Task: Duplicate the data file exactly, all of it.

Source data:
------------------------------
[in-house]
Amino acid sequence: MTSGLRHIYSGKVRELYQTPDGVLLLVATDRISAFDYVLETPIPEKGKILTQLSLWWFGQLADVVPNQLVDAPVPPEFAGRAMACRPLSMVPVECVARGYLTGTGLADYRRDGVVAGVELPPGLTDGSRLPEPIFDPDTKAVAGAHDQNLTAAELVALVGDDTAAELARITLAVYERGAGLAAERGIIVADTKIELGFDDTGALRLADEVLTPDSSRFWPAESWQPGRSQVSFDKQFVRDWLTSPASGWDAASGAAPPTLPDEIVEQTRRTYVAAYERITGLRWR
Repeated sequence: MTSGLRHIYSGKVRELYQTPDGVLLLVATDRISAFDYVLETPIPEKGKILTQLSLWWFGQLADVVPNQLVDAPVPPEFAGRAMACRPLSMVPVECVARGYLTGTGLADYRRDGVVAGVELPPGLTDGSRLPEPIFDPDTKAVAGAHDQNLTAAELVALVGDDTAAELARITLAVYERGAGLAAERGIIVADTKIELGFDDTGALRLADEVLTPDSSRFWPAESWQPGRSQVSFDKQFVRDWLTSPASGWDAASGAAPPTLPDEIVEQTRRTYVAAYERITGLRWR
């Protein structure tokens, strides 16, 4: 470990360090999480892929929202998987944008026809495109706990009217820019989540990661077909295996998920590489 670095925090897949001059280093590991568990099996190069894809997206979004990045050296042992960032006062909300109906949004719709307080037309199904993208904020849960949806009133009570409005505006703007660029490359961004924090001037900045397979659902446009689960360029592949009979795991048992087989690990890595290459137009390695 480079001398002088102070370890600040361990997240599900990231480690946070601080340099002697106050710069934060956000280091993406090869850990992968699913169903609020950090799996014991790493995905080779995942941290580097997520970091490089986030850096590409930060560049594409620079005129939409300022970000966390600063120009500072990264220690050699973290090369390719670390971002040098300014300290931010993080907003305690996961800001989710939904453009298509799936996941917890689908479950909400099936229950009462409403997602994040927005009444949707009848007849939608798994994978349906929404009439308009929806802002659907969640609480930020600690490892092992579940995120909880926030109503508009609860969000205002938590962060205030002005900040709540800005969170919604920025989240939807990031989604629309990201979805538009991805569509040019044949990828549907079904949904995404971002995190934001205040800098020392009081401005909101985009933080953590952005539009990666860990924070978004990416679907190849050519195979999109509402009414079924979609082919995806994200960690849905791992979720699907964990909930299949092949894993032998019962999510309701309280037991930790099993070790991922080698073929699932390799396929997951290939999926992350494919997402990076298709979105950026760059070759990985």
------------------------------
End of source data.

[in-house]
Amino acid sequence: MTSGLRHIYSGKVRELYQTPDGVLLLVATDRISAFDYVLETPIPEKGKILTQLSLWWFGQLADVVPNQLVDAPVPPEFAGRAMACRPLSMVPVECVARGYLTGTGLADYRRDGVVAGVELPPGLTDGSRLPEPIFDPDTKAVAGAHDQNLTAAELVALVGDDTAAELARITLAVYERGAGLAAERGIIVADTKIELGFDDTGALRLADEVLTPDSSRFWPAESWQPGRSQVSFDKQFVRDWLTSPASGWDAASGAAPPTLPDEIVEQTRRTYVAAYERITGLRWR
Repeated sequence: MTSGLRHIYSGKVRELYQTPDGVLLLVATDRISAFDYVLETPIPEKGKILTQLSLWWFGQLADVVPNQLVDAPVPPEFAGRAMACRPLSMVPVECVARGYLTGTGLADYRRDGVVAGVELPPGLTDGSRLPEPIFDPDTKAVAGAHDQNLTAAELVALVGDDTAAELARITLAVYERGAGLAAERGIIVADTKIELGFDDTGALRLADEVLTPDSSRFWPAESWQPGRSQVSFDKQFVRDWLTSPASGWDAASGAAPPTLPDEIVEQTRRTYVAAYERITGLRWR
């Protein structure tokens, strides 16, 4: 470990360090999480892929929202998987944008026809495109706990009217820019989540990661077909295996998920590489 670095925090897949001059280093590991568990099996190069894809997206979004990045050296042992960032006062909300109906949004719709307080037309199904993208904020849960949806009133009570409005505006703007660029490359961004924090001037900045397979659902446009689960360029592949009979795991048992087989690990890595290459137009390695 480079001398002088102070370890600040361990997240599900990231480690946070601080340099002697106050710069934060956000280091993406090869850990992968699913169903609020950090799996014991790493995905080779995942941290580097997520970091490089986030850096590409930060560049594409620079005129939409300022970000966390600063120009500072990264220690050699973290090369390719670390971002040098300014300290931010993080907003305690996961800001989710939904453009298509799936996941917890689908479950909400099936229950009462409403997602994040927005009444949707009848007849939608798994994978349906929404009439308009929806802002659907969640609480930020600690490892092992579940995120909880926030109503508009609860969000205002938590962060205030002005900040709540800005969170919604920025989240939807990031989604629309990201979805538009991805569509040019044949990828549907079904949904995404971002995190934001205040800098020392009081401005909101985009933080953590952005539009990666860990924070978004990416679907190849050519195979999109509402009414079924979609082919995806994200960690849905791992979720699907964990909930299949092949894993032998019962999510309701309280037991930790099993070790991922080698073929699932390799396929997951290939999926992350494919997402990076298709979105950026760059070759990985």